Once you have planned your pre-writing time, you have to compose a plan of your future essay. Some people consider it useless, but then they find a surprising thing – it’s very difficult to concentrate on a chosen topic without plan or at the very least draft of plan.
The plan wouldn’t take much of your time if you decide exactly how to disclose your topic. In this case, describe the very essence of the theme in the middle of work, and don’t forget to outline how it appeared and what the consequences it would have. Let’s look at writing a plan for a voluminous example.
So, you need to write an essay about a specific political situation. In fact, now it does not matter whether your essay is strictly scientific or just literary. We need plan in both cases. In order to develop the subject extensively, we have to determine the prerequisites of the political situation and the consequences that it will have. Accordingly, an example of the plan will look that way.
- Introduction (here you are writing about what you want to say by this work: i.e. to prove that the political situation is deplorable, or, conversely, carries a lot of potential)
- Prerequisites of the political situation
- Description of the political situation
- Consequences of the situation
- Output (it has many similarities with an introduction: you have to say with certainty whether your assumption is confirmed about the poor situation or its high prospects).
There is still a secret in the essay. Well, if the text is practically formed in your mind and you need plan as a fence to prevent your thoughts spreading out and covering all unnecessary areas. But if you have faint idea of what to write, then extensive plan would help you. There special emphasis is put on sub-items. An example of such a plan looks like this:
- Prerequisites of the political situation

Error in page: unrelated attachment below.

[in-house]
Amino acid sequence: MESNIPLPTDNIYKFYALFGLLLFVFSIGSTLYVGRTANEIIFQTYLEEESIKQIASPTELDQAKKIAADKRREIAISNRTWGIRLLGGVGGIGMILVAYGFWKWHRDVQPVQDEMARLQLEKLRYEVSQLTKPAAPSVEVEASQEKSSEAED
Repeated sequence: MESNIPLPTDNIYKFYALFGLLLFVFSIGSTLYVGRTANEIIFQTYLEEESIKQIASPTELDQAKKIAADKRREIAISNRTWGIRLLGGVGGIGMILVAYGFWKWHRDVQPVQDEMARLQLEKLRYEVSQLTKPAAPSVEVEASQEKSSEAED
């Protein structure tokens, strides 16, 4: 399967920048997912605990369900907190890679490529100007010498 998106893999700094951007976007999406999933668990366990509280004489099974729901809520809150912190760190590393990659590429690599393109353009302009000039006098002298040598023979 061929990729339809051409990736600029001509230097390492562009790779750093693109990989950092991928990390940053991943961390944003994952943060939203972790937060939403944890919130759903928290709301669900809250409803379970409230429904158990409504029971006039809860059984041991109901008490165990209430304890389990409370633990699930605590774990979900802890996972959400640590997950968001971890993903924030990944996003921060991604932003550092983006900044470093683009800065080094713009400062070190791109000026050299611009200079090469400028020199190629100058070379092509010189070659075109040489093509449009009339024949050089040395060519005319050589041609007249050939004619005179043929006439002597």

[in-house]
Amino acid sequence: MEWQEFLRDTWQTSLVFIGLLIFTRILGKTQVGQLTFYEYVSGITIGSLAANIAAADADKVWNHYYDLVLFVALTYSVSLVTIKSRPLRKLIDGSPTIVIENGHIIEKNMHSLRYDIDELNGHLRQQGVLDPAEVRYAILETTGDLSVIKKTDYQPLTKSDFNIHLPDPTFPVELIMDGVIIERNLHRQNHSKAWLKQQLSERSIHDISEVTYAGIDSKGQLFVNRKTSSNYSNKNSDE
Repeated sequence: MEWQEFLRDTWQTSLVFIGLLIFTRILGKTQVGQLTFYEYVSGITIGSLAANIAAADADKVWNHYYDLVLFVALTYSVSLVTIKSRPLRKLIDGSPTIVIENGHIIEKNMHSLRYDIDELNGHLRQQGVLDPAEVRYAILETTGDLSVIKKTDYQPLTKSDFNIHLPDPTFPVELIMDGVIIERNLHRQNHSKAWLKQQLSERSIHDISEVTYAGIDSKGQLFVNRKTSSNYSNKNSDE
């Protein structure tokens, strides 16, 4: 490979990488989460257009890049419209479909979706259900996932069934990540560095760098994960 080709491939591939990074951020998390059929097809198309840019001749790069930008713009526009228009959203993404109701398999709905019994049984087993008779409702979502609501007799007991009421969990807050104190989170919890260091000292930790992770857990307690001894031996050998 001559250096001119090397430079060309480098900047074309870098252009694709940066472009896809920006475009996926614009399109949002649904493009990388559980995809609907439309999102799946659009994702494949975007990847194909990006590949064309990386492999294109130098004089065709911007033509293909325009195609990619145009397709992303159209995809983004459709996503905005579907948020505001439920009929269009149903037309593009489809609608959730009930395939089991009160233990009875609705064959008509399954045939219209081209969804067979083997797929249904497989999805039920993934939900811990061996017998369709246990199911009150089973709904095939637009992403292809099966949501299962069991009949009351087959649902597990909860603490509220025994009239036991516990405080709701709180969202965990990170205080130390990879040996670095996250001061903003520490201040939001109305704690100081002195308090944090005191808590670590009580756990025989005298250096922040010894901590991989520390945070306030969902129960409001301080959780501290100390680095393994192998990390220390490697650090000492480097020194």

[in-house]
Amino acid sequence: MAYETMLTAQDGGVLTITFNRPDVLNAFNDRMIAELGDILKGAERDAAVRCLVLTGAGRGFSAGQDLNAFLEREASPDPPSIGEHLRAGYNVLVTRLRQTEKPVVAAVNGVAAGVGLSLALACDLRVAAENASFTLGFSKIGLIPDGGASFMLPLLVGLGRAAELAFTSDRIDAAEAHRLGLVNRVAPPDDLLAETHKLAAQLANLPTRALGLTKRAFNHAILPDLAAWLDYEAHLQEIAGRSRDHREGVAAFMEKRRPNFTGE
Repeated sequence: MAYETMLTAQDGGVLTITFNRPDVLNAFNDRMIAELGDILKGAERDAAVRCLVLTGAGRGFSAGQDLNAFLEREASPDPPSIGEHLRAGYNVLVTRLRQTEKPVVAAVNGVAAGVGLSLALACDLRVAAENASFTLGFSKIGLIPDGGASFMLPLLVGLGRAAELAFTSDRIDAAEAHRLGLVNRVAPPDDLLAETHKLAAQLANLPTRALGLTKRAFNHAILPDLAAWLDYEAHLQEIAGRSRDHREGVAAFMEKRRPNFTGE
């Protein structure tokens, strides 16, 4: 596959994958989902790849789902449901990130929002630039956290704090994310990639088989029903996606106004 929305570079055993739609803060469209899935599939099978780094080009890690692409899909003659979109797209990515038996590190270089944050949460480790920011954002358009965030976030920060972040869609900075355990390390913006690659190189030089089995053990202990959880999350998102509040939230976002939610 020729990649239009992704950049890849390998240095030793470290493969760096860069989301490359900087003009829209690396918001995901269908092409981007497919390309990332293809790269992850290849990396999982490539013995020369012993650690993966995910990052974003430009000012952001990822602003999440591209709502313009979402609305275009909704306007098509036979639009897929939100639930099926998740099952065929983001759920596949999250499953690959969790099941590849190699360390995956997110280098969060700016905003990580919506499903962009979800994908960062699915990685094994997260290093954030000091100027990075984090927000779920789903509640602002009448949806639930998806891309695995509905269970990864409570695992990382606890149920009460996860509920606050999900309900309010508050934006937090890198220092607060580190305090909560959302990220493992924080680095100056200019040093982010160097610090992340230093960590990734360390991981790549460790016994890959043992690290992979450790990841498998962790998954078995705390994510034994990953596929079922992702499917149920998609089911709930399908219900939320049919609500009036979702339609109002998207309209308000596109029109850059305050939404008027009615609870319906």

Description of the political situation
- Economic prerequisites
- Prerequisites in the form of the influence of world structures
- Social willingness
4. Consequences of the situation
- Social changes within situation
- Leaders and ideologists of changes
- Alleged errors of leaders
- Consequences of the situation for the people
- Consequences of the situation for the industry
- Consequences of the situation for the world community
You still consider writing an essay difficult? But take a look, you have written it yet. All you have to do is only to fill this box with words and get an excellent job.
In the online world, success is all about generating traffic. Traffic is measured in terms of “hits” (the number of times your page is accessed by someone on the Internet). Your hit count is a measure of how many potential customers or readers you are reaching and is also used by advertisers to determine where they choose to buy ad space. The better written your content, the more likely readers are to return to your site again and again, thereby improving your hit count. But beware; writing for an online audience is very different than writing for a print audience.
Online visitors don’t actually read, they scan. Online articles must be brief, informative and attention-grabbing to be effective. Headlines should be short and should clearly inform the reader of the article’s topic. Avoid exclamation points, jokes and puns in your headline unless you are writing a humor column. Use a conversational tone, but don’t be sloppy. Avoid slang, jargon or undefined abbreviations if you are writing for a professional site. Personal bloggers have more latitude in terms of language and tone, but the most respected bloggers adhere to professional rules. Remember that new readers will likely find you by entering one or more keywords into their search engine. Scatter the keywords a searcher is most likely to use throughout your text.